Historians warn about use of anger, race in 2016 elections

Author: Associated Press
Republican presidential candidate Donald Trump speaks to supporters and press in Jupiter, Fla. following primary and caucus victories on Tuesday. (Stan Chambers Jr./WINK News)

WASHINGTON (AP) – Fear of a changing America is fueling some of the anger playing out publicly around Donald Trump’s bid for the GOP presidential nomination, historians Ken Burns and Henry Louis Gates Jr. said Monday.

“We are in a retrograde moment right now in which the dog whistles of race are with us,” said Burns, an Academy Award-winning documentary filmmaker.

Trump is “speaking to a need and a deep set of fears within a large segment of the American community,” added Gates, a Harvard University scholar and host of a genealogy show on PBS. Those fears need to be assuaged, and policies formulated to meet the needs of those worried about their future, he said.

The comments came during a National Press Club luncheon during which the two men discussed the state of race relations in the United States and their upcoming television projects. “Jackie Robinson,” directed by Burns, along with Sarah Burns and David McMahon, will air on PBS in April, while Gates will host “Black America Since MLK: And Still I Rise” on PBS in the fall.

Trump, the Republican front-runner, has roiled the 2016 presidential race with his comments about Islam, Mexicans, the media and protesters at his rallies. Violence erupted last week when one of his supporters punched a protester being led from an event, and his Friday rally in Chicago was cancelled for fear of further violence.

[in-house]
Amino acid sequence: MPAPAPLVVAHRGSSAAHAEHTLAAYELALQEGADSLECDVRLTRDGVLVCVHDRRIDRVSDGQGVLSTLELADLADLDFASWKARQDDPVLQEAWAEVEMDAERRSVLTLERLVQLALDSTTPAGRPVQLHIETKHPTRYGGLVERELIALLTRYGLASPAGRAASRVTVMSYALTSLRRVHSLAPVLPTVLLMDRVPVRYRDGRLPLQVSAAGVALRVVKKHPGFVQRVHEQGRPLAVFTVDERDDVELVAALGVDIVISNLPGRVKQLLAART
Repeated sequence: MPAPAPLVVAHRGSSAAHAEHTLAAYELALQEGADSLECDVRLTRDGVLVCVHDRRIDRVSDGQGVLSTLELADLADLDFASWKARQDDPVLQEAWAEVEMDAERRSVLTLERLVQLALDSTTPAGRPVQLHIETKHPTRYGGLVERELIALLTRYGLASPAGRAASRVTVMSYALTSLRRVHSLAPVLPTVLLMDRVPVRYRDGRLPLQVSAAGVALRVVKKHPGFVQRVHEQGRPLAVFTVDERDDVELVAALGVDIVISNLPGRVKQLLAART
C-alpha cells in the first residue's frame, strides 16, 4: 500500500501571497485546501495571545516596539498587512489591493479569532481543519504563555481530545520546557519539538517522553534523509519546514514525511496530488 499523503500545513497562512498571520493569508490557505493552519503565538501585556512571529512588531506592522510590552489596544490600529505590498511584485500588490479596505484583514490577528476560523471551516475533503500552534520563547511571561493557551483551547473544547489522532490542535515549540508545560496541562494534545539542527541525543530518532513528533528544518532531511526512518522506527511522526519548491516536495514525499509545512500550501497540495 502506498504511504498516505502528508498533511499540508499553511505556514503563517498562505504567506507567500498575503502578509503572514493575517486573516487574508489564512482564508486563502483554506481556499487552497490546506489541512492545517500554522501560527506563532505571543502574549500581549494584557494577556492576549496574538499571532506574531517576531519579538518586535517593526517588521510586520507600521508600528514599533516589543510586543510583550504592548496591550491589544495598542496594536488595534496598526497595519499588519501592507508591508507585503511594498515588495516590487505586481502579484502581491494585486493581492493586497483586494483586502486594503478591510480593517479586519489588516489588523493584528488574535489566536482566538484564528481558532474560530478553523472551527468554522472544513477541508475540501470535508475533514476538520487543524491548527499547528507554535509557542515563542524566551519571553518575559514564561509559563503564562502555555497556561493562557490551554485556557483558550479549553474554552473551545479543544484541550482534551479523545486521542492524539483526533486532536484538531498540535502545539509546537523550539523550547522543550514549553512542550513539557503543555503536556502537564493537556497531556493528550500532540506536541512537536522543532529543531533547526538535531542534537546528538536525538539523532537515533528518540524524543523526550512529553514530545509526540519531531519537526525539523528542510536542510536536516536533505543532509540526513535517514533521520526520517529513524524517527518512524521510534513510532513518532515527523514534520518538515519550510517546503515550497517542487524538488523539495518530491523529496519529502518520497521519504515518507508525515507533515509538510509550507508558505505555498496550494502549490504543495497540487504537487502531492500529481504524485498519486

Burns said some of Trump’s comments and actions – like forgetting that he had repudiated a Ku Klux Klan leader – “that is the wink wink dog whistle that signals to our unreconstructed brothers.”

“We’d like to believe in our better selves but in point of fact, a lot of us aren’t that,” Burns said.

Gates, who supports Democratic candidate Hillary Clinton, said he would advise her to “study” why some voters are so angry, and “why they are so prone to anti-black, anti-Islamic feelings, and why they want the wall up” at the U.S. border with Mexico.

Gates also said President Barack Obama underestimated the depth of animosity toward him. “I think he believed the narrative that a day of racial harmony had come,” he said. “I don’t think they anticipated the depth of American racism and how much had not changed because a black man had been elected president.”

Gates said even he was shocked at the amount of vitriol he received after an encounter with a police officer. Gates was arrested by a white officer who was investigating a burglary at Gates’ home in Massachusetts. The two men met at the White House for a beer with Obama, and are now friends, Gates said. But the flood of hate telephone calls, e-mails and letters stunned him.

“I was surprised by how organized hate can be,” he said.

Copyright ©2023 Fort Myers Broadcasting. All rights reserved.

This material may not be published, broadcast, rewritten, or redistributed without prior written consent.